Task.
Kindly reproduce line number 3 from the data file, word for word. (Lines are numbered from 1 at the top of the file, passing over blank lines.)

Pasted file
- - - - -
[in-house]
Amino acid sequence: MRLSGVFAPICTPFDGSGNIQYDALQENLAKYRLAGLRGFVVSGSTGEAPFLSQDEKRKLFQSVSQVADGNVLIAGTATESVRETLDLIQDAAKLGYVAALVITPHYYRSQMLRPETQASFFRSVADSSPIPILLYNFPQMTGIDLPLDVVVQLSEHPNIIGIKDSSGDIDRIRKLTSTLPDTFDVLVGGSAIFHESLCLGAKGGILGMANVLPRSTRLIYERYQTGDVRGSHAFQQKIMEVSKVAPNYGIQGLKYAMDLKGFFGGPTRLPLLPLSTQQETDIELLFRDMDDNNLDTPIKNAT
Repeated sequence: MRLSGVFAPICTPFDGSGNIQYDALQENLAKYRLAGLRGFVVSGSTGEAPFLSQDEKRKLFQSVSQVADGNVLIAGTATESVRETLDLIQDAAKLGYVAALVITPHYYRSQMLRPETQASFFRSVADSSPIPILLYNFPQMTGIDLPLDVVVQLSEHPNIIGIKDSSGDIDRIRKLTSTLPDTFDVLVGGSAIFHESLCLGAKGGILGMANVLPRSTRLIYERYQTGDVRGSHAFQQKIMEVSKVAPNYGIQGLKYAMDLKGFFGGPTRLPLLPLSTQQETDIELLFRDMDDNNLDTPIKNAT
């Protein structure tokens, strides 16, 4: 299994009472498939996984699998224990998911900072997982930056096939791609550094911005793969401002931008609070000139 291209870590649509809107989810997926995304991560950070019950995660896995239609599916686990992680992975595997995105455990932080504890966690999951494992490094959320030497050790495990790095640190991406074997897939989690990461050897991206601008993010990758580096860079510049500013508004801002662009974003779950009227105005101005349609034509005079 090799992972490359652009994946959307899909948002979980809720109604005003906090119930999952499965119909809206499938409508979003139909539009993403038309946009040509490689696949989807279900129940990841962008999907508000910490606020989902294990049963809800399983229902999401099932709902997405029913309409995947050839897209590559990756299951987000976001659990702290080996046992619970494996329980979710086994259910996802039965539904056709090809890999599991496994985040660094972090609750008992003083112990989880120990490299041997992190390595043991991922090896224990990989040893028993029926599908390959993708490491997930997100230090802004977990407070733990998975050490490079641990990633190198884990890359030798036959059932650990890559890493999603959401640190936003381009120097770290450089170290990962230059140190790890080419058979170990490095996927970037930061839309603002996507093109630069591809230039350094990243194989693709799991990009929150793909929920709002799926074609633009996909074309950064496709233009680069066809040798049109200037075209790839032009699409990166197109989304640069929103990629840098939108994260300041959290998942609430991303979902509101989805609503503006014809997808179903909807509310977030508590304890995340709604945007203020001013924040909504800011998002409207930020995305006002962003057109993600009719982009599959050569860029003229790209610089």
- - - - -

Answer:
Repeated sequence: MRLSGVFAPICTPFDGSGNIQYDALQENLAKYRLAGLRGFVVSGSTGEAPFLSQDEKRKLFQSVSQVADGNVLIAGTATESVRETLDLIQDAAKLGYVAALVITPHYYRSQMLRPETQASFFRSVADSSPIPILLYNFPQMTGIDLPLDVVVQLSEHPNIIGIKDSSGDIDRIRKLTSTLPDTFDVLVGGSAIFHESLCLGAKGGILGMANVLPRSTRLIYERYQTGDVRGSHAFQQKIMEVSKVAPNYGIQGLKYAMDLKGFFGGPTRLPLLPLSTQQETDIELLFRDMDDNNLDTPIKNAT